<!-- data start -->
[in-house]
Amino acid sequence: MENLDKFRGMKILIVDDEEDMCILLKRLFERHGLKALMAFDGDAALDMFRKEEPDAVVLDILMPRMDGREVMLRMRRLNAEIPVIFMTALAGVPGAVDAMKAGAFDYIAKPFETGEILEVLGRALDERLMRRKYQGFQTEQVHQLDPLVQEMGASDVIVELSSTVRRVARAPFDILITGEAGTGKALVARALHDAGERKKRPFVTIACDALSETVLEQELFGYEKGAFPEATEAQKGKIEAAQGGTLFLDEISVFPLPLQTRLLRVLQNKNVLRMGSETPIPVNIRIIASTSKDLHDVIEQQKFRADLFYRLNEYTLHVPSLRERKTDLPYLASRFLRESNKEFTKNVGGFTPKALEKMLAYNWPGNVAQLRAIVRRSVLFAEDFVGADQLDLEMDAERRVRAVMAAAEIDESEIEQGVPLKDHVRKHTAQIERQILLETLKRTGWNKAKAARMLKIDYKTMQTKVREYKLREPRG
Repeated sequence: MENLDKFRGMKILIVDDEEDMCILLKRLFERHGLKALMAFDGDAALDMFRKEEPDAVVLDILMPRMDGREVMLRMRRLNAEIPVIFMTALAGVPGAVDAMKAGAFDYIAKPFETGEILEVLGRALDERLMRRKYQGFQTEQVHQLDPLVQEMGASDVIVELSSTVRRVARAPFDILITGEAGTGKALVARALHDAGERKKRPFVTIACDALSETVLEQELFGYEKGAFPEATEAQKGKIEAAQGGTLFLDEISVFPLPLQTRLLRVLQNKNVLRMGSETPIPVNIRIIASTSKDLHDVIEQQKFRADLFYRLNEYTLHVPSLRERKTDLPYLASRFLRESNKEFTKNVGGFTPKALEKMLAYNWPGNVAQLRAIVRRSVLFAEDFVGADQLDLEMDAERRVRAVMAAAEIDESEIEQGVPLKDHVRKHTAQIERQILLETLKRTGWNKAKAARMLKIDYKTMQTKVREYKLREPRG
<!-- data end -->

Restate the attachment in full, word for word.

[in-house]
Amino acid sequence: MENLDKFRGMKILIVDDEEDMCILLKRLFERHGLKALMAFDGDAALDMFRKEEPDAVVLDILMPRMDGREVMLRMRRLNAEIPVIFMTALAGVPGAVDAMKAGAFDYIAKPFETGEILEVLGRALDERLMRRKYQGFQTEQVHQLDPLVQEMGASDVIVELSSTVRRVARAPFDILITGEAGTGKALVARALHDAGERKKRPFVTIACDALSETVLEQELFGYEKGAFPEATEAQKGKIEAAQGGTLFLDEISVFPLPLQTRLLRVLQNKNVLRMGSETPIPVNIRIIASTSKDLHDVIEQQKFRADLFYRLNEYTLHVPSLRERKTDLPYLASRFLRESNKEFTKNVGGFTPKALEKMLAYNWPGNVAQLRAIVRRSVLFAEDFVGADQLDLEMDAERRVRAVMAAAEIDESEIEQGVPLKDHVRKHTAQIERQILLETLKRTGWNKAKAARMLKIDYKTMQTKVREYKLREPRG
Repeated sequence: MENLDKFRGMKILIVDDEEDMCILLKRLFERHGLKALMAFDGDAALDMFRKEEPDAVVLDILMPRMDGREVMLRMRRLNAEIPVIFMTALAGVPGAVDAMKAGAFDYIAKPFETGEILEVLGRALDERLMRRKYQGFQTEQVHQLDPLVQEMGASDVIVELSSTVRRVARAPFDILITGEAGTGKALVARALHDAGERKKRPFVTIACDALSETVLEQELFGYEKGAFPEATEAQKGKIEAAQGGTLFLDEISVFPLPLQTRLLRVLQNKNVLRMGSETPIPVNIRIIASTSKDLHDVIEQQKFRADLFYRLNEYTLHVPSLRERKTDLPYLASRFLRESNKEFTKNVGGFTPKALEKMLAYNWPGNVAQLRAIVRRSVLFAEDFVGADQLDLEMDAERRVRAVMAAAEIDESEIEQGVPLKDHVRKHTAQIERQILLETLKRTGWNKAKAARMLKIDYKTMQTKVREYKLREPRG